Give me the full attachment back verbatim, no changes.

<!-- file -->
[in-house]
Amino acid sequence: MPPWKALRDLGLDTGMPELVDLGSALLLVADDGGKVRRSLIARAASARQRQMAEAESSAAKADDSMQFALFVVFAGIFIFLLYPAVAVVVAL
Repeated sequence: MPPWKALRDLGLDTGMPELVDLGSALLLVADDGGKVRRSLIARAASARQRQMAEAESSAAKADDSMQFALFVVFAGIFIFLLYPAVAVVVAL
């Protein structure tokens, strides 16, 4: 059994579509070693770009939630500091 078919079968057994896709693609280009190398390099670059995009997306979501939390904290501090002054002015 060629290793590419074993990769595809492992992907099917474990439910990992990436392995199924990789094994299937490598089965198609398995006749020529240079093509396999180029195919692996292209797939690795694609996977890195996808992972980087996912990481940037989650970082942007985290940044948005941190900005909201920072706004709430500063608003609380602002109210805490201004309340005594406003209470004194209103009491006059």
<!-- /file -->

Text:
[in-house]
Amino acid sequence: MPPWKALRDLGLDTGMPELVDLGSALLLVADDGGKVRRSLIARAASARQRQMAEAESSAAKADDSMQFALFVVFAGIFIFLLYPAVAVVVAL
Repeated sequence: MPPWKALRDLGLDTGMPELVDLGSALLLVADDGGKVRRSLIARAASARQRQMAEAESSAAKADDSMQFALFVVFAGIFIFLLYPAVAVVVAL
């Protein structure tokens, strides 16, 4: 059994579509070693770009939630500091 078919079968057994896709693609280009190398390099670059995009997306979501939390904290501090002054002015 060629290793590419074993990769595809492992992907099917474990439910990992990436392995199924990789094994299937490598089965198609398995006749020529240079093509396999180029195919692996292209797939690795694609996977890195996808992972980087996912990481940037989650970082942007985290940044948005941190900005909201920072706004709430500063608003609380602002109210805490201004309340005594406003209470004194209103009491006059």